Washington, Aug 20 : Repeat exams using simple and inexpensive ultrasound can help identify patients at high risk for a heart attack or other adverse cardiovascular events, according to a group of researchers.
The team led by Markus Reiter at Medical University Vienna in Austria performed ultrasound imaging on the carotid arteries of 1,268 patients who were asymptomatic but at high risk for cardiovascular disease.
By determining the amount of plaque built up in the two vessels that supply blood to the head and neck, 574 patients were found to have carotid artery disease.
"Determining the degree of stenosis, or how much the artery has narrowed, is insufficient to predict patient risk," said lead researcher Markus Reiter, M.D., from the Department of Angiography and Interventional Radiology at Medical University Vienna in Austria.
"We know that the majority of cardiovascular and cerebrovascular events occur in patients whose blood vessels are less than 70 percent narrowed," he added.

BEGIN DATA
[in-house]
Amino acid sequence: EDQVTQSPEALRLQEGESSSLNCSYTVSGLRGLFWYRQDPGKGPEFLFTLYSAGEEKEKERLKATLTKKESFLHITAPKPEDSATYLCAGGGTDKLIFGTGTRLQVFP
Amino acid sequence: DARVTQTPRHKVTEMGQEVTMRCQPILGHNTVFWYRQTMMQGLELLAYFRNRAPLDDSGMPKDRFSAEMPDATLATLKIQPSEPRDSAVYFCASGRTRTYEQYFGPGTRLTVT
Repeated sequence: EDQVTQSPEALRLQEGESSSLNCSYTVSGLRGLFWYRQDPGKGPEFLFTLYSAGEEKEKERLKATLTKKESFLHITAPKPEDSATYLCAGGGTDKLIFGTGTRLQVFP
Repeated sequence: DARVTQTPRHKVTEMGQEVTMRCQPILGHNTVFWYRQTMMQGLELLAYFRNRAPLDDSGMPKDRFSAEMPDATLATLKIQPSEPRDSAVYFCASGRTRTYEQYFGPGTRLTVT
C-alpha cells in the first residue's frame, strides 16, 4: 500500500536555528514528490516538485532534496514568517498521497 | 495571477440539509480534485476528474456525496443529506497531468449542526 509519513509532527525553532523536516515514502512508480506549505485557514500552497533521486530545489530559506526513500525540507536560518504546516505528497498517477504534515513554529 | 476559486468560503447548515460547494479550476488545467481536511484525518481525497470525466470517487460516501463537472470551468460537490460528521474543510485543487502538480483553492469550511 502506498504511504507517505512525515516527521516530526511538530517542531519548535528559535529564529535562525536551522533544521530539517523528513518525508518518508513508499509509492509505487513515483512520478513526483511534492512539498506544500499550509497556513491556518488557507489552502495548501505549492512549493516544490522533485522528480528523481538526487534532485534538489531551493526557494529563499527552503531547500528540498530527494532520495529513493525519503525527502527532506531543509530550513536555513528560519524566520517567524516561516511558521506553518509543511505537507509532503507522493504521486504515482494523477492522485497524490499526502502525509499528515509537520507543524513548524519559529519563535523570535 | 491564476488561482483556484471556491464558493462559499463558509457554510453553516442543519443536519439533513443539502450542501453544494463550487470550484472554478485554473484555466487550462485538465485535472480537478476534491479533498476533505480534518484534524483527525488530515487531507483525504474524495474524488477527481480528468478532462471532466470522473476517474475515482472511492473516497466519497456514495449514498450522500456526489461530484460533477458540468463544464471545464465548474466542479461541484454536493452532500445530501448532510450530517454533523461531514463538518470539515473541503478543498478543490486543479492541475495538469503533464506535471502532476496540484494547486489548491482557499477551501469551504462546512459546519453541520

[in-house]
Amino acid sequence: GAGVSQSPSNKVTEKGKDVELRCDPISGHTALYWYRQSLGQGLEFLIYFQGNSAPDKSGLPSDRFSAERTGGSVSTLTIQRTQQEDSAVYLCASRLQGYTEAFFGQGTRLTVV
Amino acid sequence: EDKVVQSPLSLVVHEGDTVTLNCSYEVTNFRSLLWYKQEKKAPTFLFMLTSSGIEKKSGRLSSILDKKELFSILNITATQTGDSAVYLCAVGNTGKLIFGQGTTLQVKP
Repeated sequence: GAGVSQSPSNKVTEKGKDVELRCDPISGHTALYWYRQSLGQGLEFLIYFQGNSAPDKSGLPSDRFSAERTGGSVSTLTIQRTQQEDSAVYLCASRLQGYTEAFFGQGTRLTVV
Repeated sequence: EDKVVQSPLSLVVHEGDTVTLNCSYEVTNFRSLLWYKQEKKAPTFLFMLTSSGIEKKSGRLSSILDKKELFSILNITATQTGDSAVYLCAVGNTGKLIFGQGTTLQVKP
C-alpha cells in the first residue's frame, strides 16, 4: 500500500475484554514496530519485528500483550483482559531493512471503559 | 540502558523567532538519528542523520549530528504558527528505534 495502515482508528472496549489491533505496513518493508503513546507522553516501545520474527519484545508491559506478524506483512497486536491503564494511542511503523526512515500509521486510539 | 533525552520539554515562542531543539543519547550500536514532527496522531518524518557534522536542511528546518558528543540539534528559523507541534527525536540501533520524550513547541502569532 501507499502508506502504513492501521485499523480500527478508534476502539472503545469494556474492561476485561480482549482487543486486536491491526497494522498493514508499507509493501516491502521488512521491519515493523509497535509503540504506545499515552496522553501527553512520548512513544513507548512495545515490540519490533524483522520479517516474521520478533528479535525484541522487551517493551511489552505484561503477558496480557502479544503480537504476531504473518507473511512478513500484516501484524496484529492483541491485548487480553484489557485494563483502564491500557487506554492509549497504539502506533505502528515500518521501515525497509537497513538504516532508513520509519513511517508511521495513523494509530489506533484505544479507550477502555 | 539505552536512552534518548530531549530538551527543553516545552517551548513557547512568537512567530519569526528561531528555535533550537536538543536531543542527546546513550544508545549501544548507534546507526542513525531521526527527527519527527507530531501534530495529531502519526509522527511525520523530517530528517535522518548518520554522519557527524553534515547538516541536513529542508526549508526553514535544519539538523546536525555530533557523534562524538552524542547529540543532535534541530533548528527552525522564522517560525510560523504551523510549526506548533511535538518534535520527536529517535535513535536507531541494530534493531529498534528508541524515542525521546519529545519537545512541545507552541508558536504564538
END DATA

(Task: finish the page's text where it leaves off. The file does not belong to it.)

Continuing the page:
With the help of ultrasound images and computer-assisted gray scale median (GSM) measurements, the research team examined the density of the plaque lining the carotid arteries.
Plaques that appear dark on ultrasound images and have a low GSM level are suggested to be associated with an increased risk for clinical complications and seem to represent unstable plaques, which are more likely to rupture or burst.
The study's follow-up ultrasounds revealed that GSM levels had decreased in 230 (40 percent) of the patients. Of those, 85 experienced a major adverse cardiovascular event within three years of the second ultrasound.
In 344 of the patients, ultrasound GSM levels had increased between the baseline and follow-up ultrasound examinations. Of those patients, 92 experienced a major adverse cardiovascular event.
"Patients with a reduction in GSM levels from their baseline ultrasound to the follow-up ultrasound exhibited a significantly increased risk for near-future adverse event compared to patients with increasing GSM levels," said Reiter.
"This technique will give us additional information to use in selecting patients that need aggressive treatment," he added.
The study is published in the September issue of the journal Radiology.